Queensland election: Energy numbers say no to new coal | RenewEconomy

Queensland election: Energy numbers say no to new coal

I hate to break the news, but north Queensland will not be getting a new coal fired power station if the LNP are elected on Saturday.


Queenslanders head to the polls this Saturday. Given that event I thought I’d focus my commentary about the October edition of Green Energy Markets’ Renewable Energy Index on some of data relevant to that election’s policy issues.

Queenslanders face a very stark choice on energy policy between the Liberal-National Party on one side and Labor on the other.

If Labor are elected they have promised to follow through on a program already underway to underwrite 400MW of renewable energy projects. Following on from this 400MW program, Labor has said they will support a further 1000MW of renewable energy projects via a new government power company.

But perhaps more importantly they will look to construct new transmission infrastructure in Northern Queensland that would unlock a vast new province of wind, solar and hydro power projects.

These projects are already under active development by a range of private sector businesses that are independent of the dominant incumbent power companies.

On the other side, the Liberal-National Party has said they’ll unwind the existing renewable energy initiatives. Instead of encouraging the development of new renewable energy projects, they will “support” the construction of a new coal fired power station in Northern Queensland.

In the past this might have been seen as a choice between:

  1. idealistic but ultimately unrealistic hope from Labor in bright new shiny things that sound great but aren’t likely to work in practice; versus
  2. a less inspiring but ultimately more practical, dependable and proven option from the Liberal-National Party.

But things have changed.

Behind the push for a new coal-fired power station in Northern Queensland is perhaps a nostalgia that the region used to have one. That coal power station – Collinsville –  was 190MW in size.  If the media reportage is anything to go by, it also reflects a feeling the region is missing out because it has to import power from down south.

Yet the data gathered for our Renewable Energy Index indicates developments in renewable energy are putting that lost coal power station completely in the shade.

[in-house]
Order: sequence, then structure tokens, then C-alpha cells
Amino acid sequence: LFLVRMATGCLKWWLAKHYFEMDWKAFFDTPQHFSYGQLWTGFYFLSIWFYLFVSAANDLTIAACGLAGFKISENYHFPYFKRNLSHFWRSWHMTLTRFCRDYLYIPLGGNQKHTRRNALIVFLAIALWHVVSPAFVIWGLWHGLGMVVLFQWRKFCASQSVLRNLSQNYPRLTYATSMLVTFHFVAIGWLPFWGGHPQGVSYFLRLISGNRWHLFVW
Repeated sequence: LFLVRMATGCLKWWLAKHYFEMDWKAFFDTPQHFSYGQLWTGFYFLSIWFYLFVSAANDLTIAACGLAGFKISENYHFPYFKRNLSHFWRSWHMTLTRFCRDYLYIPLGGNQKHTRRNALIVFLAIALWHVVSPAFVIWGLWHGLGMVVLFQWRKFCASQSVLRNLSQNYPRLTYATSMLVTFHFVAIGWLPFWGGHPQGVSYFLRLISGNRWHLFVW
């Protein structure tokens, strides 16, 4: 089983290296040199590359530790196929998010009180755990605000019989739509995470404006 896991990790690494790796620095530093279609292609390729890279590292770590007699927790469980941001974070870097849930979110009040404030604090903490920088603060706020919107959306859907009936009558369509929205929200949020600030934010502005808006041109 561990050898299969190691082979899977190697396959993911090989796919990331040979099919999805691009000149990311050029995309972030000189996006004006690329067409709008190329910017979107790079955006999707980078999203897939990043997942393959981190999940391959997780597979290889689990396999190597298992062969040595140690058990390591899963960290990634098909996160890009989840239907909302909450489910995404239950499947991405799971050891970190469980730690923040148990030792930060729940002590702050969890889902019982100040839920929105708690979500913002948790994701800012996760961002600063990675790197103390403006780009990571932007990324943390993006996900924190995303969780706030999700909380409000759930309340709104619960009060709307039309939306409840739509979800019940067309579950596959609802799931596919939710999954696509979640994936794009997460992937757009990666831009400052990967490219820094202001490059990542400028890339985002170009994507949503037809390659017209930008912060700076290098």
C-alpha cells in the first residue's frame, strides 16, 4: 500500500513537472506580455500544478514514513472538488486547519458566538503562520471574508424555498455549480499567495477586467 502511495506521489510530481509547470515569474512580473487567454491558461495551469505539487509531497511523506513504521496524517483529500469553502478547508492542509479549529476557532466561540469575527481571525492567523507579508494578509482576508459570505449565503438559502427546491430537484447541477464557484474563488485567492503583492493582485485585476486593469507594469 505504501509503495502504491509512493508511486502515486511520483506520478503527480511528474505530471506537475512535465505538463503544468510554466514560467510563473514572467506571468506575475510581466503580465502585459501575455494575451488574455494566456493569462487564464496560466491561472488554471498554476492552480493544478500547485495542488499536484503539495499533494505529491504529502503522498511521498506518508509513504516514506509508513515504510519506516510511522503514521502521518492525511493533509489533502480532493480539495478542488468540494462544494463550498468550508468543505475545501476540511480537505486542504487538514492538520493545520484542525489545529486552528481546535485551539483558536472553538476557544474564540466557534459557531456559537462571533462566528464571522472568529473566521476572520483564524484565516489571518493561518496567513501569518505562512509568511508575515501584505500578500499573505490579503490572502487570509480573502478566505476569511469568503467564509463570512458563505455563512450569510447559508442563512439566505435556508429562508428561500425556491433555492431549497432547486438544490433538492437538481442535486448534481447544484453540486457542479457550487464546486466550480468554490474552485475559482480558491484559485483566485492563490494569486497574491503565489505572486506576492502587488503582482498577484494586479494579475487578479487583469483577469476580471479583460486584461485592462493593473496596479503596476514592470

Our database shows that power stations currently under construction from Mackay northwards will within the next 12 to 18 months add 1062 MW of generating capacity to the grid.

The North Queensland region has more power generating capacity under construction than the entire state of NSW, and almost as much as Victoria, South Australia and Western Australia combined.  It isn’t missing out any more.

Megawatts of renewable energy projects under construction at end of October 2017 by state

Source: Green Energy Market’s Renewable Energy Index
Source: Green Energy Market’s Renewable Energy Index

Source: Green Energy Market’s Renewable Energy Index

Also the reality is that households and businesses these days see generating their own power as more financially attractive than getting it from the grid.  The construction of a new coal fired power station is likely to take at best 5 years and probably more like 7 years before it’s operational.

The October edition of the Renewable Energy Index shows the country installed 106MW of solar PV on household and business rooftops in a single month. That can be expected to wipe out electricity demand for big centralised generators equivalent to 27,893 households.

Expected generation from solar systems installed over October in terms of number of households power consumption

Source: Green Energy Market’s Renewable Energy Index
Source: Green Energy Market’s Renewable Energy Index

Source: Green Energy Market’s Renewable Energy Index

From January to October, Queensland alone installed 234MW of rooftop solar PV.  If the state were to maintain this level of installations, within the 7 years that a coal fired power station might be built the state would have added almost 2,000MW of rooftop solar.  The state’s peak electricity demand is about 10,000MW and its average demand is 6,000MW.